Autonomy Getting Closer: Consumers Learning to Trust New Auto Safety Features

Car shoppers are more ready for autonomous vehicles than they may realize, according to a report from car shopping platform Edmunds.com. More than 60 percent of new vehicle models today can be purchased with some level or autonomous features, the report, Transportation Transformation, shows.

Whereas today more than 60 percent of new vehicle models can be equipped with what are called Level 1 or Level 2 autonomy, as defined by the Society of Automotive Engineers, less than a quarter of new vehicle models offered these features just five years ago.

“While there are a number of ways one can define who’s ‘leading’ in the race to autonomy, analyzing the prevalence of active safety features demonstrates just how ready OEMs [original equipment manufacturers] are to bring this technology to mass production, and how willing consumers are to adopt it,” said Jessica Caldwell, Edmunds executive director of industry analysis. “While some car buyers may view a fully autonomous vehicle as a novelty, a vehicle that has the ability to prevent an accident before it occurs is seen as a safety breakthrough.”

In a recent Edmunds survey, more than 40 percent of consumers said they would spend between $1,000 and $2,000 more for a vehicle that had active safety features. They are most willing to pay a premium for blind-spot detection, pre-collision warning systems and lane keeping assist features.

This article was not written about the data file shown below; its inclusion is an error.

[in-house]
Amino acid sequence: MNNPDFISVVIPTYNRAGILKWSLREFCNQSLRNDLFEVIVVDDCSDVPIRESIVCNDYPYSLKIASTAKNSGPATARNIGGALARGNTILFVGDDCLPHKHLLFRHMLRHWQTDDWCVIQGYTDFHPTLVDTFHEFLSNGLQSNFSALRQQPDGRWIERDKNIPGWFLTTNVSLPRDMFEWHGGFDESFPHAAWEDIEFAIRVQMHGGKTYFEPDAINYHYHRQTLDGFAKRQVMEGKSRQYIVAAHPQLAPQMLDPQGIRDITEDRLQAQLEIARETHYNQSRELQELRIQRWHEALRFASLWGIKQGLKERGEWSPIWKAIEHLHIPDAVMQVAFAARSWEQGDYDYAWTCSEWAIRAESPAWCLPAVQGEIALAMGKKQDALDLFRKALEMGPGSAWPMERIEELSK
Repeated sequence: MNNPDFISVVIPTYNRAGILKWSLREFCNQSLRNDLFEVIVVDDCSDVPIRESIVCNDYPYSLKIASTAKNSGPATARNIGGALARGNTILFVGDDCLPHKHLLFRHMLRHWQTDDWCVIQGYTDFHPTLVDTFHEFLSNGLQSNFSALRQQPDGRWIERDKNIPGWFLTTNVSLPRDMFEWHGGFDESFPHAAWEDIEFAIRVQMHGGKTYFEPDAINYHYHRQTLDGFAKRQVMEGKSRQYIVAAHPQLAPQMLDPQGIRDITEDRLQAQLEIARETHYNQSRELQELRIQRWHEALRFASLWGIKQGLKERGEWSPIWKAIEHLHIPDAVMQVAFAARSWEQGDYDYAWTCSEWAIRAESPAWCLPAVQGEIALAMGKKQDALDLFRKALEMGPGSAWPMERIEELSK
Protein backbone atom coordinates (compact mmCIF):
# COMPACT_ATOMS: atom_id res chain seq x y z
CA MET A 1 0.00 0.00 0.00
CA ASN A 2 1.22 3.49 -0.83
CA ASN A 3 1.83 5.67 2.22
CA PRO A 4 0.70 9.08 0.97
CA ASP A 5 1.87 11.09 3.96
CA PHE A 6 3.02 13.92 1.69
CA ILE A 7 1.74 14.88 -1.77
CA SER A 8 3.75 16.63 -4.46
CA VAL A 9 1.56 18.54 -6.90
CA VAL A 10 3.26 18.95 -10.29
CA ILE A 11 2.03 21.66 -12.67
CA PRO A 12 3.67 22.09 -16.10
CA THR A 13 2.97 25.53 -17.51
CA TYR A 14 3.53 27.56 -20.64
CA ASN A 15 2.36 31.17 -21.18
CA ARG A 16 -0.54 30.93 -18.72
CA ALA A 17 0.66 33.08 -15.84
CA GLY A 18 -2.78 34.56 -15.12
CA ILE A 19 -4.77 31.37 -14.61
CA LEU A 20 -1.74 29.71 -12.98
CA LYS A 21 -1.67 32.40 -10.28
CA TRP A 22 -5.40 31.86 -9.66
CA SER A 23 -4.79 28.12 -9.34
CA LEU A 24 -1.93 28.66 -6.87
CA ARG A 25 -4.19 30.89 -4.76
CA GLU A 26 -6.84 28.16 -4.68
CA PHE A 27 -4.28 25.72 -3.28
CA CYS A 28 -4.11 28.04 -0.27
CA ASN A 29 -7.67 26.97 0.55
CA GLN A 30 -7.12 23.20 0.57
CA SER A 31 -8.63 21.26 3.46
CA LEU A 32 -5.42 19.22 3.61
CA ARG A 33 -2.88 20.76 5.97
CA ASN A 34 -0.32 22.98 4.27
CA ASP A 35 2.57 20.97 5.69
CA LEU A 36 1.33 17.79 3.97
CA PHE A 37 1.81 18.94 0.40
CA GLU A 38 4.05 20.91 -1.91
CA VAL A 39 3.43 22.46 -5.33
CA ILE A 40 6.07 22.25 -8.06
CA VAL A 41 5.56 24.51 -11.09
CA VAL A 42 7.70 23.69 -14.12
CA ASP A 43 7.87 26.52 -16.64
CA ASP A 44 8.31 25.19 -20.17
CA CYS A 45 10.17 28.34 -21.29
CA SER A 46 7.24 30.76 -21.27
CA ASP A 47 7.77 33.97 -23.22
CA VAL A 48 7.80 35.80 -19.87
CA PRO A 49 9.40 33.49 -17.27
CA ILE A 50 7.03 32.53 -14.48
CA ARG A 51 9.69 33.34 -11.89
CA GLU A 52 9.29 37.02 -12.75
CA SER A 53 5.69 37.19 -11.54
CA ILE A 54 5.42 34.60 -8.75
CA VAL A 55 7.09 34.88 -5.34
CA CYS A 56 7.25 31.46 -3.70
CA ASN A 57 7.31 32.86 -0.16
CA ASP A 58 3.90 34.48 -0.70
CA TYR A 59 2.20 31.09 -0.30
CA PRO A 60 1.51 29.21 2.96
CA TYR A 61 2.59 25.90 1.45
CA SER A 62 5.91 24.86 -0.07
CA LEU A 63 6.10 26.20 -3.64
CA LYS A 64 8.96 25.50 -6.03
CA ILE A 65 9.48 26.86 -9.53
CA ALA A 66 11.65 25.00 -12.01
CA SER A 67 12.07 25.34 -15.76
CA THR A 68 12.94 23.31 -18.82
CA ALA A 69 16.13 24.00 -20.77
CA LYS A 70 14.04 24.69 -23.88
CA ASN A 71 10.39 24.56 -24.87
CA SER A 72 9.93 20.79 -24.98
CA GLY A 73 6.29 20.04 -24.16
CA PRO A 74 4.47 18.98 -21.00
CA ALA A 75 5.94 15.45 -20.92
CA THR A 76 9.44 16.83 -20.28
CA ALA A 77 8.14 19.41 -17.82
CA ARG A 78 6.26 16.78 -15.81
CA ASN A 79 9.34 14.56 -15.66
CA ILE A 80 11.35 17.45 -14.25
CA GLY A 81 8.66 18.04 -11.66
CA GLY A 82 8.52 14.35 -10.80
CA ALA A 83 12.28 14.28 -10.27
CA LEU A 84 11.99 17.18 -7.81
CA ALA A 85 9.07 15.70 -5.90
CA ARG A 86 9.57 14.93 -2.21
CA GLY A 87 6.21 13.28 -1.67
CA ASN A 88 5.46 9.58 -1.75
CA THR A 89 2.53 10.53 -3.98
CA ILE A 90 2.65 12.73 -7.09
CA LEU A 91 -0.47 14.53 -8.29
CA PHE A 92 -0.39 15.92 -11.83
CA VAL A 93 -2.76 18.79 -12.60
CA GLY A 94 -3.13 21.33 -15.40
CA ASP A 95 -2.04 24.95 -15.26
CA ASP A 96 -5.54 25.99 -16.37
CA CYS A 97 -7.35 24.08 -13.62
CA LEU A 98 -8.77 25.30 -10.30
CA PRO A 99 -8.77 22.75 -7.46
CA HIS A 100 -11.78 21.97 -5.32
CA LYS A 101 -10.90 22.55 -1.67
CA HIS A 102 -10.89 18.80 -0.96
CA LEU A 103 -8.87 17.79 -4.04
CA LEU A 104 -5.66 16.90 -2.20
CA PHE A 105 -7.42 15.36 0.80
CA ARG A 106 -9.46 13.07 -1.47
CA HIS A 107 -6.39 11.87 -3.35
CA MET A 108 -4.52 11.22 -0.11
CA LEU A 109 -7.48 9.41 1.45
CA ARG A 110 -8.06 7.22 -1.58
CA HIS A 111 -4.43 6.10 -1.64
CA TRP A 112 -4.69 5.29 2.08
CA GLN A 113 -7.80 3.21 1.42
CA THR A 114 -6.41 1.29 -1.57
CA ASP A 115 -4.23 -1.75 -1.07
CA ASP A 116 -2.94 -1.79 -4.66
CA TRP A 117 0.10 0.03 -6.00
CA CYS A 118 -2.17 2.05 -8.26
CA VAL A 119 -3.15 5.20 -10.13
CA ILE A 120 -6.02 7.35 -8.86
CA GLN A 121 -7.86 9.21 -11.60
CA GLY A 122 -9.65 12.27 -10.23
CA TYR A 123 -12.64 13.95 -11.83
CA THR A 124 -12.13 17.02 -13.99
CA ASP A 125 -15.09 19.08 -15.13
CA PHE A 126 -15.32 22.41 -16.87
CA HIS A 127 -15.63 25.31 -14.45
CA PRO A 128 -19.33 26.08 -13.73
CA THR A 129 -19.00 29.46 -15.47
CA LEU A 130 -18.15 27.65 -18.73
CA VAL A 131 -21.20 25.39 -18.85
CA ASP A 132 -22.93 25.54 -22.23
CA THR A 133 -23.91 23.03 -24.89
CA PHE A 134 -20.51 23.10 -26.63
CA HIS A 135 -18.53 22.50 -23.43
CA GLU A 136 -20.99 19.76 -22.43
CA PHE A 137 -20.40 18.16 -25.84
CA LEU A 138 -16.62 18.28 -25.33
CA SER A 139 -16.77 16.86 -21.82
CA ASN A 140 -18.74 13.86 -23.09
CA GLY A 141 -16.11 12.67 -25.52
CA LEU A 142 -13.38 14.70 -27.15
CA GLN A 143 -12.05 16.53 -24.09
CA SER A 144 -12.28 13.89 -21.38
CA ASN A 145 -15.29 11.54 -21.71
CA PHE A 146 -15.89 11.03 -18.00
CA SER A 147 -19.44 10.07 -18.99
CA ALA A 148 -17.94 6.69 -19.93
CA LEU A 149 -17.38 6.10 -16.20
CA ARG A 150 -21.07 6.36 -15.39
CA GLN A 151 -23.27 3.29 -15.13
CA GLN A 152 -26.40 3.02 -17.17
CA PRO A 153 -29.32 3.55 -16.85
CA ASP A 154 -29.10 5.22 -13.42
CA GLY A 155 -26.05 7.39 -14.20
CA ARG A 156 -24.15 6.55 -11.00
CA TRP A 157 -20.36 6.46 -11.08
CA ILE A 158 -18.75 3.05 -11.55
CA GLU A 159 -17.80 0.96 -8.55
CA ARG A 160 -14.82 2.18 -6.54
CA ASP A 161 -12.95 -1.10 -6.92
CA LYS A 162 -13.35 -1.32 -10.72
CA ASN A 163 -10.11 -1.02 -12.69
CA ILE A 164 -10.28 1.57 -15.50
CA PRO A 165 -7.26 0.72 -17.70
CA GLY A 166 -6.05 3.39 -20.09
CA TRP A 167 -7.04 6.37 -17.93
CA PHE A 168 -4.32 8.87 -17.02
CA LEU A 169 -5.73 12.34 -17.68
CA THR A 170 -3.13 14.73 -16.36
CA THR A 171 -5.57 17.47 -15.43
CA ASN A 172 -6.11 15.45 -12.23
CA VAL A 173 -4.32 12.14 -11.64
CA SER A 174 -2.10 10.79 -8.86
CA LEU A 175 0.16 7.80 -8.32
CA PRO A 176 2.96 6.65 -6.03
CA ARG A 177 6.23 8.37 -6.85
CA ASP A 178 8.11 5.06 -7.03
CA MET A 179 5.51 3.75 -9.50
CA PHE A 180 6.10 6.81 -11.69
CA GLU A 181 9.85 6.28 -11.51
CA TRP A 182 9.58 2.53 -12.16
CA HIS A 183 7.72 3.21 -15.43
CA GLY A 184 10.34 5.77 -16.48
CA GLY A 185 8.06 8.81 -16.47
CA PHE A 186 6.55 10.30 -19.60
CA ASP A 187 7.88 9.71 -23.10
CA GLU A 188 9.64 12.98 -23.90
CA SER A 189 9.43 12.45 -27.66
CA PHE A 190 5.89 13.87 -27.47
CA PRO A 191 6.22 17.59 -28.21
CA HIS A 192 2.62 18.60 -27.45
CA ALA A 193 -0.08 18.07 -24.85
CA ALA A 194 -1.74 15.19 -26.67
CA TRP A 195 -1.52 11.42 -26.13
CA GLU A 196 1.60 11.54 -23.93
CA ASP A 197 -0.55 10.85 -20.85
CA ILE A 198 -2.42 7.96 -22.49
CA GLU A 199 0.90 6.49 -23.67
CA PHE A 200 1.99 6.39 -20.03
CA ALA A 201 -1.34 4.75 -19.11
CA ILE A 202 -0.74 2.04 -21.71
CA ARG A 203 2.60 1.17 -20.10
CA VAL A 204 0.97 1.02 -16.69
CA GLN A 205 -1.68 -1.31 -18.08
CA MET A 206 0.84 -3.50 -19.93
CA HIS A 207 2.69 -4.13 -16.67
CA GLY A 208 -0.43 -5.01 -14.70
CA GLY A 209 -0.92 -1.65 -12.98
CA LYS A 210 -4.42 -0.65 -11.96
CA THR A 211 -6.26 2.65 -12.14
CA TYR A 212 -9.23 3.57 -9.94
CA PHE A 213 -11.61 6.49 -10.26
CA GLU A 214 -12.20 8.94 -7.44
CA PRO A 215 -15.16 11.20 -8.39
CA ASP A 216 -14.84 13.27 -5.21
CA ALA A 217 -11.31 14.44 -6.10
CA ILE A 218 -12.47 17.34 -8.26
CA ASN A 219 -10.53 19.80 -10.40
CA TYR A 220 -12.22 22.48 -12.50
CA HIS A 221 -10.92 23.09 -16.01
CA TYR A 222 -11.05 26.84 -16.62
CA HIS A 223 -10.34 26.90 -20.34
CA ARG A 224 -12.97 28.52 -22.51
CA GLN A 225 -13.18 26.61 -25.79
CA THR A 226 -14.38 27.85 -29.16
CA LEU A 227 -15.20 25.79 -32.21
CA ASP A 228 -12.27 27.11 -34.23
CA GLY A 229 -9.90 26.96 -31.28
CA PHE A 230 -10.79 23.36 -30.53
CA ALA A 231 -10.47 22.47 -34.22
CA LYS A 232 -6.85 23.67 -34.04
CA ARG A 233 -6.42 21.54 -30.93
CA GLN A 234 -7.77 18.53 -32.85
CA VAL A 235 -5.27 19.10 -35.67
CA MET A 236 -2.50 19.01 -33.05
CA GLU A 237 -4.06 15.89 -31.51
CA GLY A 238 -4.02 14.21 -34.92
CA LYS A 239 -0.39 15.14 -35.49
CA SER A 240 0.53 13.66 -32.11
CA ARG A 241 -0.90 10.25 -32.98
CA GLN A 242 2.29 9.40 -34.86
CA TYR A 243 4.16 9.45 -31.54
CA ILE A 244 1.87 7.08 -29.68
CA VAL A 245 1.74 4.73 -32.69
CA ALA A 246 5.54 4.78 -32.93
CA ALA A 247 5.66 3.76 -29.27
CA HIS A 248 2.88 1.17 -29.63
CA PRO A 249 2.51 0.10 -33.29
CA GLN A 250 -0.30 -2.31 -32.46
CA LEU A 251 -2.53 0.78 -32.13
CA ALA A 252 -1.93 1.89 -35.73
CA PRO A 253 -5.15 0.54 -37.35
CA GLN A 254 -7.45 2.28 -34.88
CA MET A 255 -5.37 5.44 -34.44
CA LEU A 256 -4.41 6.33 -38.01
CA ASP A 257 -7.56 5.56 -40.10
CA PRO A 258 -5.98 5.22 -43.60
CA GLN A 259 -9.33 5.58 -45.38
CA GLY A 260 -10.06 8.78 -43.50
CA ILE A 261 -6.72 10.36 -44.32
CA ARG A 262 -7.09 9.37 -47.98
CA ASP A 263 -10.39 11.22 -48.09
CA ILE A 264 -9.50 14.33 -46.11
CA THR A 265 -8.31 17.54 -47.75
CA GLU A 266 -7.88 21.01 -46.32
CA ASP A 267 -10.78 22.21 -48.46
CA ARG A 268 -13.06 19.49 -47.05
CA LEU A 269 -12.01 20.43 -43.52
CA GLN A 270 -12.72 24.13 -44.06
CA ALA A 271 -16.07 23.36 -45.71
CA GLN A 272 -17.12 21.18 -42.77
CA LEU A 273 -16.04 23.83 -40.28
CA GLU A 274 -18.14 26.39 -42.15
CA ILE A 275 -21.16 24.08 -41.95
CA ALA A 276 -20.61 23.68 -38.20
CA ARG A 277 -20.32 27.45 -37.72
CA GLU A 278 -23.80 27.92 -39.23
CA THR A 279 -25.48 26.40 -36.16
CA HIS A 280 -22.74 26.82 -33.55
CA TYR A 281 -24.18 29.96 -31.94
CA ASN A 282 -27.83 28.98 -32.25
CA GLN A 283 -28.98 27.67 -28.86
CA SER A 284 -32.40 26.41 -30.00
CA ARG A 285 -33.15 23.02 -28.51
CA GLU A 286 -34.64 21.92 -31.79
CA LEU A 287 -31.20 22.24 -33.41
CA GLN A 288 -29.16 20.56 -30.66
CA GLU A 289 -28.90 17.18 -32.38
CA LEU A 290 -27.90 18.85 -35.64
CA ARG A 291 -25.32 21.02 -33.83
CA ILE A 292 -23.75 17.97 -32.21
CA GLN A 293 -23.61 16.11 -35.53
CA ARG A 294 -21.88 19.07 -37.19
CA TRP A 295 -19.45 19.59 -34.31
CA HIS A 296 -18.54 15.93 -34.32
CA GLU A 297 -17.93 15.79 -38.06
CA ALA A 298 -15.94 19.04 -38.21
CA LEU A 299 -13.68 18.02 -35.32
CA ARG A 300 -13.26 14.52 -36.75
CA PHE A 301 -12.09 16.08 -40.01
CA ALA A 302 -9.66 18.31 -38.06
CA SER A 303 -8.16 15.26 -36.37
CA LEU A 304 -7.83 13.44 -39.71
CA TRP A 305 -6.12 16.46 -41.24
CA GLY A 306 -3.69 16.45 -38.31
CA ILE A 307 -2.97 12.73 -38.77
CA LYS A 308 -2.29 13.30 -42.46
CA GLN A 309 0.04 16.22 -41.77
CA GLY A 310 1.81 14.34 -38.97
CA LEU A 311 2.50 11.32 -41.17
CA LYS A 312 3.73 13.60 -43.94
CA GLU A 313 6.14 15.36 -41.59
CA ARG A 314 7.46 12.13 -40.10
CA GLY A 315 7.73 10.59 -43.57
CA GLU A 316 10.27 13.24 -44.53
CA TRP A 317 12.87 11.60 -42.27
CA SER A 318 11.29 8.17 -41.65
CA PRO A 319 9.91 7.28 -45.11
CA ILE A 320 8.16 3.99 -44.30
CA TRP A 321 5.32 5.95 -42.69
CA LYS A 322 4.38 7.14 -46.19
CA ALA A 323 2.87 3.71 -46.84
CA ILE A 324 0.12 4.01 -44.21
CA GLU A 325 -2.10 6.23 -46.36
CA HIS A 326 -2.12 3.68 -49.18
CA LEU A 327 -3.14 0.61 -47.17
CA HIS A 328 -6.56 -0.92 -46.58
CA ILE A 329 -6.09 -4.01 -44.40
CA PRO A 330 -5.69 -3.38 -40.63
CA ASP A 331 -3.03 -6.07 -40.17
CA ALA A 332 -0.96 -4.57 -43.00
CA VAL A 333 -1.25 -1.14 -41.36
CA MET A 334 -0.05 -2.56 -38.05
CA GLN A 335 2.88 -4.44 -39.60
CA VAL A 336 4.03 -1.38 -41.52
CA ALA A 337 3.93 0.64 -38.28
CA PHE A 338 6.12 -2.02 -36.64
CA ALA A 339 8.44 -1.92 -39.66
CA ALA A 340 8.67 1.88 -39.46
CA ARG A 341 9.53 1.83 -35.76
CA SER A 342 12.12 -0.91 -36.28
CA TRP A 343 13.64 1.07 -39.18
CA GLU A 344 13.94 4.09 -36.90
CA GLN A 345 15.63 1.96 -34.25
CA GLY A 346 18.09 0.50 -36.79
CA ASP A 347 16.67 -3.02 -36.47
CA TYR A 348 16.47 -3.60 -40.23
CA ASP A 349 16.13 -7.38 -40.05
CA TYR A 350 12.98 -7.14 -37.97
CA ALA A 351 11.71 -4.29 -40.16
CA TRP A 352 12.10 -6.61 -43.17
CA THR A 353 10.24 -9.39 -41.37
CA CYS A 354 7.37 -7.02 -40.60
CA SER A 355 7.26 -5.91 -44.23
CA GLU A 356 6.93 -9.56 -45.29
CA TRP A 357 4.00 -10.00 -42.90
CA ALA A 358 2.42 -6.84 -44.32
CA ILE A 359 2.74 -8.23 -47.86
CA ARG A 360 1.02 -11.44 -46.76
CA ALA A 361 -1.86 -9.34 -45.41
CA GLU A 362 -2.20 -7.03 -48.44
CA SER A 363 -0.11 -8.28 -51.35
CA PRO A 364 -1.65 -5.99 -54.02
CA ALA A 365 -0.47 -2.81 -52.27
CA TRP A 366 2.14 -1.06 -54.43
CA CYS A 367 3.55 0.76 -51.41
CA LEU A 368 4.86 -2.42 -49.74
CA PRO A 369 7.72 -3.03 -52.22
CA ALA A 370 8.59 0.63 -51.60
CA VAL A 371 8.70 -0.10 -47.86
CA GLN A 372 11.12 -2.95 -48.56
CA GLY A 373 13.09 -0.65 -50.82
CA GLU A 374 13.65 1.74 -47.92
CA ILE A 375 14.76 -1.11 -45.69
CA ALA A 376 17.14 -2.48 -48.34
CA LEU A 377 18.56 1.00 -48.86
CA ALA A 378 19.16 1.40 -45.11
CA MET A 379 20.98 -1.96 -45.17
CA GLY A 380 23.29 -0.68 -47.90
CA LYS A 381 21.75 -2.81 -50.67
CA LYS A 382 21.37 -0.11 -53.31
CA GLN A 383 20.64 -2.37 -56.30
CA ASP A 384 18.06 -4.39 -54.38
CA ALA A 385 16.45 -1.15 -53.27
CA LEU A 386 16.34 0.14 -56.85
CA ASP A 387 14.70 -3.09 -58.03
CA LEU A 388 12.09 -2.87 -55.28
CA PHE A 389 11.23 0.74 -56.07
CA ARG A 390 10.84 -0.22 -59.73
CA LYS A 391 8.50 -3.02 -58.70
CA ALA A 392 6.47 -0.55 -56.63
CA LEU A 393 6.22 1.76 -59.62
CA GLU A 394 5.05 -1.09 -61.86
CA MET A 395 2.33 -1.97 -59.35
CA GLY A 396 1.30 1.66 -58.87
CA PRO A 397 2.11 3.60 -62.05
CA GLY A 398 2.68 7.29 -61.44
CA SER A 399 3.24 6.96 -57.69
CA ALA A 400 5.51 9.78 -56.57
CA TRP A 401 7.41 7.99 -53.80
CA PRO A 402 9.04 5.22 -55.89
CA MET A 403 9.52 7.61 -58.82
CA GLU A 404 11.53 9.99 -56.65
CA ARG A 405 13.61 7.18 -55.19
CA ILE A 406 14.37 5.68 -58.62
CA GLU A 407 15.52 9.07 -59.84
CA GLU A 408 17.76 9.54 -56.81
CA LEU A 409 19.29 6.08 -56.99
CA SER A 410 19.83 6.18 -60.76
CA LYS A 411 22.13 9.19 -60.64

“Usually it takes a long time for pricey new technologies to work their way down market from luxury to mainstream vehicles, but because changes in policy are mandating that many active safety features become standard, it’s happening much more quickly,” Caldwell said.

Edmunds also analyzed which automakers are offering active safety features on the widest variety of vehicles in their lineups and found that Tesla, Volvo, Honda and Mercedes-Benz are leading the way.

“Automakers that offer a full suite of active safety features on their vehicles are at a distinct advantage in the race to autonomy,” Caldwell said. “It’s a way they can demonstrate their technology leadership to car buyers now so that when full autonomy does come, they’ve already established trust and credibility with a large base of potential buyers.”

As automakers look to build this future buyer base, courting millennials is particularly important as they’re the ones who are most ready to be early adopters. In a recent Edmunds survey, 65 percent of millennials said they would trust a Level 4 autonomous vehicle, and 35 percent said they would buy a Level 4 autonomous vehicle if it becomes available within the next five years. Only 16 percent of millennials surveyed said they would never buy an autonomous vehicle, compared to nearly 50 percent of those 55 years old and older.

“As active safety features continue to become more and more prolific, we predict these older buyers will start to feel more comfortable with autonomous technology,” Caldwell said. “Our analysis shows the interest in autonomy is there — it’s just a matter of continuing to demonstrate to buyers that the benefits will outweigh any perceived risks.”

The view is shared by manufacturers and regulators. Consumers will only become comfortable with driverless cars after they ride in them, according to Mary Barra, the CEO of General Motors.

“One of the greatest deterrents to progress in this field is consumer acceptance,” U.S. Transportation Secretary Elaine Chao told Bloomberg News this summer at a department-sponsored conference. Chao has called on Silicon Valley to ” step up” and explain how they work since most commuters don’t have access to a self-driving car.

Source: Edmunds Transportation Transformation

Related:

  • From Here to Autonomy: Morality and Retirement Timeline for Auto Insurance Pros
  • Why Drivers Fear Driverless Cars
  • Audi Goes Full Speed on Automated Driving, While Competitors Wary of Liability, Regulation
  • When Will Self-Driving Cars Be Rolled-Out? Carmakers, Suppliers Disagree

Source